Other than a few rides now and then, Jim was more of a businessman than a drag racer during 1976 and most of 1977. Then, at the 1977 Governor's Cup, he hopped back in the seat to assist Ed Wilson (Battleborn) who needed a driver for one race. Despite blowing the engine, this experience rekindled his interest in the sport and he began planning the assembly of a new top fuel dragster.

Later, he would tell Steve Connell, a staff writer for The Sacramento Bee, "Once it's in your blood, it's awful hard to kick. It's very expensive and relatively dangerous, but I don't know of anything that's more personally satisfying." By February 1978, and at the cost of about $50,000.00, Jim had a new 247 inch Don Long car with a 417 cid Donovan engine ready to race.

Teamed with horsepower guru John Garrison and with additional support from Ed Donovan, the new rail debuted at the NHRA Winternationals. "It was a great race car, but it always had so much new stuff on it, we never did any good at all." This was in reference to the fact that the car actually doubled as Donovan's on track laboratory for new ideas and experimental engine components. But, it was a concession Jim had to make if he wanted to continue racing top fuel dragsters.

Chris Raynor adds, "I don't know so much that it was a concession. It was a lot more than that. Yes, it was a deal! However, he was kind of a factory based car, and with that goes a lot of first hand expertise from Ed, and kind of being higher up on the priority ladder when it came to getting parts, etc. Being a sponsored car like he was, back in those days was a big deal, and running out of Ed's shop had some prestige and clout to go along with it. It was my sense that this was a way for him to get to the next level in the sport. However, with experimentation comes risk."

Keeping the tune up manageable and parts in the engine was the first and foremost consideration for Herbert. When discussing what it would take to run one of those sub-six second elapsed times, Jim told Jerry Eagen of The Sacramento Union, "It's too expensive to go after times like that anymore. To do it you have to risk the entire car. It's kind of like pulling a pin on a hand grenade and hoping it won't go off in your hand. You could conceivably ruin an entire car and not even finish the race."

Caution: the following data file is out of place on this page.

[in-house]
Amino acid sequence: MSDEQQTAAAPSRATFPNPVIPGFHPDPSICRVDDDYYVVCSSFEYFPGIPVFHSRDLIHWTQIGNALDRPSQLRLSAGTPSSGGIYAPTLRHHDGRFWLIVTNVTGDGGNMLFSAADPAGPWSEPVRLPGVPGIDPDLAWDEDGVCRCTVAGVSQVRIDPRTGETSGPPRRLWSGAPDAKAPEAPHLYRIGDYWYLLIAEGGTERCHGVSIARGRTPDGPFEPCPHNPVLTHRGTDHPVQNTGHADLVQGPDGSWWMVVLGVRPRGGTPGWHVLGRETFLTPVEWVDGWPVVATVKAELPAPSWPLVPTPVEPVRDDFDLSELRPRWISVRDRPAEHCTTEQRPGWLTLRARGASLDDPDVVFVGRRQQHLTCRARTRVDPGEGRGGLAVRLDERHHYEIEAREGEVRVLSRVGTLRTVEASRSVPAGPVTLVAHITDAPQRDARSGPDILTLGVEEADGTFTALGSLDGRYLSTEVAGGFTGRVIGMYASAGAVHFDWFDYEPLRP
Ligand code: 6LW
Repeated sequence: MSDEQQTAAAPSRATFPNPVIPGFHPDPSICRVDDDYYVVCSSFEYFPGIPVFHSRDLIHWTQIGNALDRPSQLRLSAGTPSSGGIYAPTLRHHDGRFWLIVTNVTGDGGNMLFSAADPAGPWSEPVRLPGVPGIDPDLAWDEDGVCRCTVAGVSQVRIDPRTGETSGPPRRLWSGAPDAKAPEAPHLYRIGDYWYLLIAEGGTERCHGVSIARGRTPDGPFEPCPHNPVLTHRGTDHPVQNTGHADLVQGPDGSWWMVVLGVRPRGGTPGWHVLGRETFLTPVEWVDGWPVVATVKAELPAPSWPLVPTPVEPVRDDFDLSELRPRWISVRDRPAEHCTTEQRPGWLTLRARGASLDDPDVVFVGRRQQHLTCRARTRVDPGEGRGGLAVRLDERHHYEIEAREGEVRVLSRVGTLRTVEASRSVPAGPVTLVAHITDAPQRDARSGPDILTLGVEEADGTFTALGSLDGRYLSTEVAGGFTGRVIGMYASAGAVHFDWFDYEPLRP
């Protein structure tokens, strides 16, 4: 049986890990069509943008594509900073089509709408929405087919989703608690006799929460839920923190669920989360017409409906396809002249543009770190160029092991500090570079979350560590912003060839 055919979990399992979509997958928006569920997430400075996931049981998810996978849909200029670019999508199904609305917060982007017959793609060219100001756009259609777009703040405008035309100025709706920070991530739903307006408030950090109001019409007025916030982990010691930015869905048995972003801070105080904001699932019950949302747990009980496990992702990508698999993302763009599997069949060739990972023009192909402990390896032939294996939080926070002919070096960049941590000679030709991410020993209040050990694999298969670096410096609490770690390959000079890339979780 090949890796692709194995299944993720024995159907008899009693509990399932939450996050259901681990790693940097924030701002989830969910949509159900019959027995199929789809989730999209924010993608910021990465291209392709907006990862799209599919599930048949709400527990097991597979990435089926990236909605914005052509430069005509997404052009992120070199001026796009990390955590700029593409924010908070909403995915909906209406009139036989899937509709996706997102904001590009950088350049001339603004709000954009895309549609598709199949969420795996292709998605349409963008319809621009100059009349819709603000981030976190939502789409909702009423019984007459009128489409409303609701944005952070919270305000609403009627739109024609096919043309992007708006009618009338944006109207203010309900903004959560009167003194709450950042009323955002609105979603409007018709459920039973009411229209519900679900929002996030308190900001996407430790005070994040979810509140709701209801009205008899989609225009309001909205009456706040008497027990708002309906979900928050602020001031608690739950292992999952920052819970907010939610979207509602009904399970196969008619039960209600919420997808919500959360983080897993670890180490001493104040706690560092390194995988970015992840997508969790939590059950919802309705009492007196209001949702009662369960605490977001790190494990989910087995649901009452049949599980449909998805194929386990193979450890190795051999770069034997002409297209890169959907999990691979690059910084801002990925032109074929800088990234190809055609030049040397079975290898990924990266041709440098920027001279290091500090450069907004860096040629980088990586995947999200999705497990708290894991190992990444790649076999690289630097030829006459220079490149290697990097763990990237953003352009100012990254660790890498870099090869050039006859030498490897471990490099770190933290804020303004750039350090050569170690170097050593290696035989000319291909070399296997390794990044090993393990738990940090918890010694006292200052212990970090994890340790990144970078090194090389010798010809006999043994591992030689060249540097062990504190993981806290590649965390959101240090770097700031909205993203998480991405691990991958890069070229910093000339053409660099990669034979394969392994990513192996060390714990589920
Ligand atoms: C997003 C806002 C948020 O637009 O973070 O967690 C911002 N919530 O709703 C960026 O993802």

Friend and racing rival Gary Ormsby. Herbert's name was on this car for a short time, maybe just one race, the 1977 March Meet.


Jim Herbert's Performance World also sponsored many a local circle-burner dirt track racers.



Mark Clayton on local circle tracks: "Their were numerous dirt tracks operating in the central valley and foothills at that time. The most local and historically popular was West Capital Raceway, located West Capital Avenue in West Sacramento, California. It was a quarter mile clay oval with some of the best clay in the west. It was somewhat close to the Sacramento River, and the underground water table helped make the consistency of the clay nice and sticky. We sponsored a load of cars that raced around the circle tracks and West Capital Raceway, i.e the late Gary Patterson, Billy Garcia, Rendy Boldrini, Brian Crockett, Rick Hurst, Jimmy Seals, Tim Green, ect, etc., etc.

West Capital raceway featured numerous vehicles that raced their. Jim and Gary Ormsby were never during this period of time actual competitive circle track racers. However, they did I believe in 1976 or 1977 race in a celebrities race at West Capital. Jim Herbert's Performance World catered to a wide variety of circle track customers, to include those in Australia, Washington, Hawaii, and all of the United States. It was a thriving part of Jim's business and he did well as it."

(Mark Clayton worked at Jim Herbert's Performance World during the 1970s; he still drag races today with a B/ND. Here is his recollection of those exciting times at the drag strip and Jim Herbert's Performance World).



Garrison-Raynor-Herbert rolling laboratory at the Bakersfield March Meet, 1978. Some of the experimental parts were cylinder heads with different plug location, and Donovan Magneseum fuel injectors. This was a beautiful car with its black paint and gold stripes. What most people don't know about this car, is that the paint scheme has it roots in formula 1. During the era of the 1970's their was a popular Lotus formula 1 team called "The Johnny Player Special", which was driven by Mario Andretti at the time. Chris and Jim really liked their color combination on their cars which was always black with gold stripes. Thus, they set out to use some of Johnny Player team Lotus color cues to define their new look for the Garrison, Raynor and Herbert car.

Jim raced the Garrison-Raynor-Herbert top fuel dragster through the end of the 1978 season after which he hired on to drive Ed Wilson's Battle Born entry from Reno, Nevada. After three years in the seat he turned the driving reins over to his buddy Gary Ormsby, but did stay on to help with the tune up. Jim would not return to the drag strip for several years, but like he said, "Once it's in your blood, it's a germ that simply won't go away." By 1987, Jim was itching to get back into racing, and the only kind of race car that piqued his interest was the top fuel dragster.


Ed Wilson campaigned a series of Battle Born top fuel dragsters; the one Jim drove at the 1979 March Meet was an Attebury car powered by the late model Keith Black hemi engine.